Topic: reuven carlyle
You are viewing the most recent posts on this topic.
March 12, 2013 at 8:39 PM
OLYMPIA — Gun-control advocates in the state House conceded defeat Tuesday night on their top priority: a high-profile bill to require background checks for all gun sales.
While cautioning that nothing is ever truly dead in Olympia, bill sponsor Jamie Pedersen said “it does not appear that we’re going to make it there.”
“I always thought this was a stretch goal for us,” said Pedersen, D-Seattle. “It turns out it was too much of a stretch.”
Pedersen and others — including House Speaker Frank Chopp and Gov. Jay Inslee — have spent the past few days pushing for House Bill 1588, which would end a discrepancy in state law that allows sales from unlicensed, private dealers without background checks.
Earlier Tuesday, supporters announced they were adding a referendum clause to the bill in a last-minute bid to secure three needed votes.
Pedersen told reporters that the clause, which would put the issue on the November ballot, would be enough to get the votes. But after a day of politicking, he said the clause had indeed picked up some votes — but also turned off a half dozen original supporters of the bill.
Those supporters were concerned about risking a referendum in an off-year, low-turnout election, Pedersen said.
A spokesman for the Washington Alliance for Gun Responsibility, which had been pushing the bill, said the group may consider running an initiative campaign in favor of expanded background checks.
In the Legislature, the prospects for the bill also appeared grim in the Republican-run state Senate, where leadership has indicated they will not bring up the bill for a vote.
Supporters in the Senate had said they had the votes to pass the bill — if they could get a vote on it.
Senate Minority Leader Ed Murray said Tuesday’s developments in the House made that harder.
“It’s not over until it’s over, but this makes it more difficult,” he said.
Non-budget bills have until Wednesday to make it out of their house of origin.
On Tuesday night, several House Democrats emerged from the caucus room with tears in their eyes.
“As a parent of four young kids –” said state Rep. Reuven Carlyle, D-Seattle. “Just, incredibly disappointing.”
January 8, 2013 at 4:18 PM
State Rep. Reuven Carlyle, D-Seattle, is a major supporter of higher education and the architect of a bill that gave the state’s universities tuition-setting authority two years ago. So it’s worth hearing what he has to say about Monday’s offer by state university presidents to freeze tuition – just as long as the Legislature gives them an additional $225 million over the biennium.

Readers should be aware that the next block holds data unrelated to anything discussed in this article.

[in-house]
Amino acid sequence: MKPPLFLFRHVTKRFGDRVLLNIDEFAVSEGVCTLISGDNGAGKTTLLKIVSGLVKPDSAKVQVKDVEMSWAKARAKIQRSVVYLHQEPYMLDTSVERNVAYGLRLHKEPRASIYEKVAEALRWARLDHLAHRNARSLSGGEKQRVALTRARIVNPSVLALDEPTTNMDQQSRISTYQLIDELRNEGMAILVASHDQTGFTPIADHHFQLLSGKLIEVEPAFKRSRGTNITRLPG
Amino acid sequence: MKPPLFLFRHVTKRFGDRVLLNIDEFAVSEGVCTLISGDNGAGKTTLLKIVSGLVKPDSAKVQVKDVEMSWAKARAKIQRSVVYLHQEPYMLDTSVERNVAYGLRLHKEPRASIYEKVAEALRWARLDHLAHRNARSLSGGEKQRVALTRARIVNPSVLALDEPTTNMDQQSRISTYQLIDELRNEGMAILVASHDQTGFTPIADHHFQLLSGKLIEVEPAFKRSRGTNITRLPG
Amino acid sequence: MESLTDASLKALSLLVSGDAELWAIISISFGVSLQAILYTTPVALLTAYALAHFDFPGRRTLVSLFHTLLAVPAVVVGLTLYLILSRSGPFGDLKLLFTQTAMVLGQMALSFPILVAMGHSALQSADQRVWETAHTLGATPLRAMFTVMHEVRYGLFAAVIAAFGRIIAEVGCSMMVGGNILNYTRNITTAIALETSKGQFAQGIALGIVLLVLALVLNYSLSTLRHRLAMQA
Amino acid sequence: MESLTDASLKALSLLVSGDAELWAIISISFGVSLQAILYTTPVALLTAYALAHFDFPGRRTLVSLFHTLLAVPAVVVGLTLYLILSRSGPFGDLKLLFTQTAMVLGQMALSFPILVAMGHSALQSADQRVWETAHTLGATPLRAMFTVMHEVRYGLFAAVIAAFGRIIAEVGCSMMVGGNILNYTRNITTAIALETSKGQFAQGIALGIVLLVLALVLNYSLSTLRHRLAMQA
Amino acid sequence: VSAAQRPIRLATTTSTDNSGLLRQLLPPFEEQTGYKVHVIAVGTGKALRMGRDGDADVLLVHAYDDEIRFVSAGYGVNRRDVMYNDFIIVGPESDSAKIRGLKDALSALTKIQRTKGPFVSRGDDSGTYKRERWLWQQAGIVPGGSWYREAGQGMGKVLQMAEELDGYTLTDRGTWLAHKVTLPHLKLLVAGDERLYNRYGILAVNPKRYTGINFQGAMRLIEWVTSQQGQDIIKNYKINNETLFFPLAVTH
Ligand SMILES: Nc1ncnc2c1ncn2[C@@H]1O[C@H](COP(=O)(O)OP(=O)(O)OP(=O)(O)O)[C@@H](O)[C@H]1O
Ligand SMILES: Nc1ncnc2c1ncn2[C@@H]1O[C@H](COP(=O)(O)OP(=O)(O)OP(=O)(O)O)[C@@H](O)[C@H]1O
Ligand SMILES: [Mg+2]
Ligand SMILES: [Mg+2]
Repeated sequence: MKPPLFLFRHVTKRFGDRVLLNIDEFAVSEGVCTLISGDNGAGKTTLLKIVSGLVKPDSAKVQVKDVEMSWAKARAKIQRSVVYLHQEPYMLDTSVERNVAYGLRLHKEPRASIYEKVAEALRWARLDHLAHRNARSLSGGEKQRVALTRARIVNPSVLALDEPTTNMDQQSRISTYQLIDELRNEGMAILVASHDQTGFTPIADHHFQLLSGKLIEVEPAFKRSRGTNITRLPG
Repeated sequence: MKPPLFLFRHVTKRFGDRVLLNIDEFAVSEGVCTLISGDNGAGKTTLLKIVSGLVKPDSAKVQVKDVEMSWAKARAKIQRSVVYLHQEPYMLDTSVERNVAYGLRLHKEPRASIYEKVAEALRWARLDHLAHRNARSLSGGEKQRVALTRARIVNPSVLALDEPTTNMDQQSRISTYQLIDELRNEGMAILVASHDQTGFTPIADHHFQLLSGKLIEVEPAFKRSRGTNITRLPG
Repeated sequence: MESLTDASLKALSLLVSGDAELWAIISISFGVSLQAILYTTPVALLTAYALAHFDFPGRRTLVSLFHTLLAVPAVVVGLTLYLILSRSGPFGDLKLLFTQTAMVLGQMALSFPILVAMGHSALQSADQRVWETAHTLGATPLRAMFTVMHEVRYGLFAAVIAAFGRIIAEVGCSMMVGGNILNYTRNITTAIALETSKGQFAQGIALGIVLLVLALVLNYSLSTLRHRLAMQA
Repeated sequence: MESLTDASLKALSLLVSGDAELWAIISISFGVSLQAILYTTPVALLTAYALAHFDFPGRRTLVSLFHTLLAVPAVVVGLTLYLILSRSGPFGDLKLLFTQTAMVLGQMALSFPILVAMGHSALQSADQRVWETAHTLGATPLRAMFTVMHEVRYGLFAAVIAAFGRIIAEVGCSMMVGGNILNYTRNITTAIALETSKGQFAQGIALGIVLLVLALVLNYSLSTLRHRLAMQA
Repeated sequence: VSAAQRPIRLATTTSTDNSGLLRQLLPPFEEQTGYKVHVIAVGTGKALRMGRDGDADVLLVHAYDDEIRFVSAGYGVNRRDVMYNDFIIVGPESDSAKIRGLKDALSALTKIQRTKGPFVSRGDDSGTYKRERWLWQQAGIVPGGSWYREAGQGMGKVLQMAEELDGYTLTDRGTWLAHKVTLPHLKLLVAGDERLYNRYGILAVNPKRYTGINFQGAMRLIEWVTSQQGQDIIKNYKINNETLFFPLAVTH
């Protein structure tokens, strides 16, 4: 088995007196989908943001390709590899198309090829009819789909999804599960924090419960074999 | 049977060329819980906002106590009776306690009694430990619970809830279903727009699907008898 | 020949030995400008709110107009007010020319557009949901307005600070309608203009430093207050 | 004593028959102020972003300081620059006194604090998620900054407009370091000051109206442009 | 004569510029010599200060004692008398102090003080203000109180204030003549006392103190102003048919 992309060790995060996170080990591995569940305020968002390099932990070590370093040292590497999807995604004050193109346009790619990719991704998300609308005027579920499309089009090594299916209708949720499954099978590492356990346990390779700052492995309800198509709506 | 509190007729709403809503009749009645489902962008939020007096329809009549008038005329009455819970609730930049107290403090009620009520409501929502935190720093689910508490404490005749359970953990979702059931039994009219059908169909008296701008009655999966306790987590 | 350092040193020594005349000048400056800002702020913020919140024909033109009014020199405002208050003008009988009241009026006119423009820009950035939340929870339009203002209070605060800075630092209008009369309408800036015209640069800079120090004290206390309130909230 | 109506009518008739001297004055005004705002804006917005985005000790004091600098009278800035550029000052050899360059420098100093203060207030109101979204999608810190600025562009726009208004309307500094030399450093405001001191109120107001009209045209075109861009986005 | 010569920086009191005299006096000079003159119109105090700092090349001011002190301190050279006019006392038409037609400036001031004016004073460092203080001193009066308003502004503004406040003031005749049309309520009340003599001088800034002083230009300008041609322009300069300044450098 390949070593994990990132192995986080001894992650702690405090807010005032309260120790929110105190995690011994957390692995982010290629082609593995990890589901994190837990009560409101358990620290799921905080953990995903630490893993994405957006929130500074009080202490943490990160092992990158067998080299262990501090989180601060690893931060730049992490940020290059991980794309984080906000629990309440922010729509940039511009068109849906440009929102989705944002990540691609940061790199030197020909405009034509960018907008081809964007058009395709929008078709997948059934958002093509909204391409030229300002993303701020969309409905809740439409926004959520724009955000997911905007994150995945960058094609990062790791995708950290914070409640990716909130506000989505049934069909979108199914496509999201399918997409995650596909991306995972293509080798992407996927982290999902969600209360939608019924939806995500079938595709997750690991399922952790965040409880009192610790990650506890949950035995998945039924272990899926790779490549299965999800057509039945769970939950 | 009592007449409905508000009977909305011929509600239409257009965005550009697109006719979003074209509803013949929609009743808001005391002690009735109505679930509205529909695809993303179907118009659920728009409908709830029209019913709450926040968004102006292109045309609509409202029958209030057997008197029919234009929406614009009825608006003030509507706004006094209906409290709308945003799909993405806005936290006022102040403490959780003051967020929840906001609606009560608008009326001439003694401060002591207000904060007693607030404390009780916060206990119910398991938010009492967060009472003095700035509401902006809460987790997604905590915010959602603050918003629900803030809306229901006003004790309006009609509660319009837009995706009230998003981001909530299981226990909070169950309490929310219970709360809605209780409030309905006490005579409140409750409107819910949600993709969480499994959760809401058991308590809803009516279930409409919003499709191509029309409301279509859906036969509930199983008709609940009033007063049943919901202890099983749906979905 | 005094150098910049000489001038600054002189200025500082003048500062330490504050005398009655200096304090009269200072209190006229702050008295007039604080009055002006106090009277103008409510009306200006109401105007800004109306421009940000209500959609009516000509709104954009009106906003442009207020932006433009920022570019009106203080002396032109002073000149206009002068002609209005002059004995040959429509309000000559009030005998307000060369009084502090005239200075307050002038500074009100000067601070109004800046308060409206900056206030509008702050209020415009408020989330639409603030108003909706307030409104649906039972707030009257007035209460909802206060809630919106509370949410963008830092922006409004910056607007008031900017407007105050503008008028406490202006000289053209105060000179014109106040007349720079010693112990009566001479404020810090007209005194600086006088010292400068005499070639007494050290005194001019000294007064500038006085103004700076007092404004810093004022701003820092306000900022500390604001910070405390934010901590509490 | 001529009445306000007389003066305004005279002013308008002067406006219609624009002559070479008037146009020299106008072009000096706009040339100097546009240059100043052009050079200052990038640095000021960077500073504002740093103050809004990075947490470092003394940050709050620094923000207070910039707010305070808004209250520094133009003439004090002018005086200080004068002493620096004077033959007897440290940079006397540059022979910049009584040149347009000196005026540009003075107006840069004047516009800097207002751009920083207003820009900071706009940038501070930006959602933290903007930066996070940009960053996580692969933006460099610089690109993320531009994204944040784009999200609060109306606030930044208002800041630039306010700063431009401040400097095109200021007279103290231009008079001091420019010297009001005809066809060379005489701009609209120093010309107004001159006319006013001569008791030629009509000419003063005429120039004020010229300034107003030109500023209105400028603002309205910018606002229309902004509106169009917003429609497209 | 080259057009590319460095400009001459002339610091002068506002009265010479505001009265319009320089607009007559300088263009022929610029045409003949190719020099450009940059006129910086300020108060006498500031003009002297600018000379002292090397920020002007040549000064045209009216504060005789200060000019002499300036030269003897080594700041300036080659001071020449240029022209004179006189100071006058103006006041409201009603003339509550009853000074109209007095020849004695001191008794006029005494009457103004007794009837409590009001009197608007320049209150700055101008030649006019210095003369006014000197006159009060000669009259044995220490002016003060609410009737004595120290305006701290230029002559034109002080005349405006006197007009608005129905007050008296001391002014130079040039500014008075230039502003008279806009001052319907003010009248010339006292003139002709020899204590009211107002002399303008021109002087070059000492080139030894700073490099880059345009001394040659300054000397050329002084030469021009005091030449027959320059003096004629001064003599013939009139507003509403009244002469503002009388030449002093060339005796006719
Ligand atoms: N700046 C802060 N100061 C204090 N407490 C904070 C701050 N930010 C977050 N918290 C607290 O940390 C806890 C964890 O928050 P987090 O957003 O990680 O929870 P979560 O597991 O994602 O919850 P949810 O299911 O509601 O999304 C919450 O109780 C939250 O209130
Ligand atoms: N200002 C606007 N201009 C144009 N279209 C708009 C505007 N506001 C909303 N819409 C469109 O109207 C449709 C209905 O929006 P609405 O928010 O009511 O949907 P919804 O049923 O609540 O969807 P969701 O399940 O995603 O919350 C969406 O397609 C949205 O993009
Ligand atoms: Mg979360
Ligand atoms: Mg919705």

His take: He’s sympathetic , “but there’s no way in the world anyone could responsibly do that when they’re not promising to move the needle on the accountability metrics, which they helped design.”
Carlyle is referring to the State Public Four-Year Dashboard, a recently released website that looks at things like graduation rates and the time it takes to complete a degree at the state’s six four-year schools.
He says some schools are slipping on degree completion time, meaning that more students are taking longer than four years to finish their degrees. “To me, that is absolutely unacceptable for a student to slip into a fifth year due to their inability to get access to a course,” he said. An extra year of college means more students will go deeper into debt to pay for their educations.
“I just expect more from them,” Carlyle said of the universities. “We’ve got to make progress on access, affordability and quality metrics.”
October 5, 2012 at 6:00 AM
Debate science: Former Vice President Al Gore —he, a sighing menace to his own presidential debate performance years ago against George W. Bush — had one of the more novel explanation for President Obama’s weak performance in Denver the other night — altitude. Gore who is very science-oriented offered up this doozy.
Tweet of the debate: